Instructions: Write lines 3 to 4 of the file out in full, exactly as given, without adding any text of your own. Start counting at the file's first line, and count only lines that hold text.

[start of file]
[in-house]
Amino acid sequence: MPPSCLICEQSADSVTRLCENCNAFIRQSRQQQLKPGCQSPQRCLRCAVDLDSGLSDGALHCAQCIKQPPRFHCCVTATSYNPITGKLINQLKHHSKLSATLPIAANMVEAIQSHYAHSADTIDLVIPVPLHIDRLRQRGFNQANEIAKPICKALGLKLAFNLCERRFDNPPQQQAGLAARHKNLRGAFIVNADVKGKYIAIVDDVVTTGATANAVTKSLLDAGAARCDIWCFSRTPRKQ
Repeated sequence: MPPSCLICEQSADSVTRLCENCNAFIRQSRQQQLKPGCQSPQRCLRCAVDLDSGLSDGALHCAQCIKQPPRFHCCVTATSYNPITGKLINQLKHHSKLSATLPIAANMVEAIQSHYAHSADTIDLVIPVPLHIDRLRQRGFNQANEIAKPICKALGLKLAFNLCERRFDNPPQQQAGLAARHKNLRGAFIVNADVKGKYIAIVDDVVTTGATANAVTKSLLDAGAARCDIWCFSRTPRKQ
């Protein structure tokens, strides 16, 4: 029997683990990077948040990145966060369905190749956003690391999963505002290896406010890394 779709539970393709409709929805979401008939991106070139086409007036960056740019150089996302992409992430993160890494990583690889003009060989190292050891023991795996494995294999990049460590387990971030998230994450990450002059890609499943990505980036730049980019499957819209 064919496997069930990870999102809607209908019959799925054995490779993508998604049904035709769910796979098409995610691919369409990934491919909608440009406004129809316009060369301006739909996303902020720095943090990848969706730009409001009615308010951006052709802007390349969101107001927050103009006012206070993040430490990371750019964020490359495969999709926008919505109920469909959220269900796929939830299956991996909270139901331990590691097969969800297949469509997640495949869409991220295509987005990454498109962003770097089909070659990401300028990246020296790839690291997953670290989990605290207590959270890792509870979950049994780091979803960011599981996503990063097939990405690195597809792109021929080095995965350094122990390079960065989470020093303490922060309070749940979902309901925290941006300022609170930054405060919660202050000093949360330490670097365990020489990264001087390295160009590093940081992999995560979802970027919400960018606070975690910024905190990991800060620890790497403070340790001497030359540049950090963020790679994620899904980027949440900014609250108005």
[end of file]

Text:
Repeated sequence: MPPSCLICEQSADSVTRLCENCNAFIRQSRQQQLKPGCQSPQRCLRCAVDLDSGLSDGALHCAQCIKQPPRFHCCVTATSYNPITGKLINQLKHHSKLSATLPIAANMVEAIQSHYAHSADTIDLVIPVPLHIDRLRQRGFNQANEIAKPICKALGLKLAFNLCERRFDNPPQQQAGLAARHKNLRGAFIVNADVKGKYIAIVDDVVTTGATANAVTKSLLDAGAARCDIWCFSRTPRKQ
């Protein structure tokens, strides 16, 4: 029997683990990077948040990145966060369905190749956003690391999963505002290896406010890394 779709539970393709409709929805979401008939991106070139086409007036960056740019150089996302992409992430993160890494990583690889003009060989190292050891023991795996494995294999990049460590387990971030998230994450990450002059890609499943990505980036730049980019499957819209 064919496997069930990870999102809607209908019959799925054995490779993508998604049904035709769910796979098409995610691919369409990934491919909608440009406004129809316009060369301006739909996303902020720095943090990848969706730009409001009615308010951006052709802007390349969101107001927050103009006012206070993040430490990371750019964020490359495969999709926008919505109920469909959220269900796929939830299956991996909270139901331990590691097969969800297949469509997640495949869409991220295509987005990454498109962003770097089909070659990401300028990246020296790839690291997953670290989990605290207590959270890792509870979950049994780091979803960011599981996503990063097939990405690195597809792109021929080095995965350094122990390079960065989470020093303490922060309070749940979902309901925290941006300022609170930054405060919660202050000093949360330490670097365990020489990264001087390295160009590093940081992999995560979802970027919400960018606070975690910024905190990991800060620890790497403070340790001497030359540049950090963020790679994620899904980027949440900014609250108005």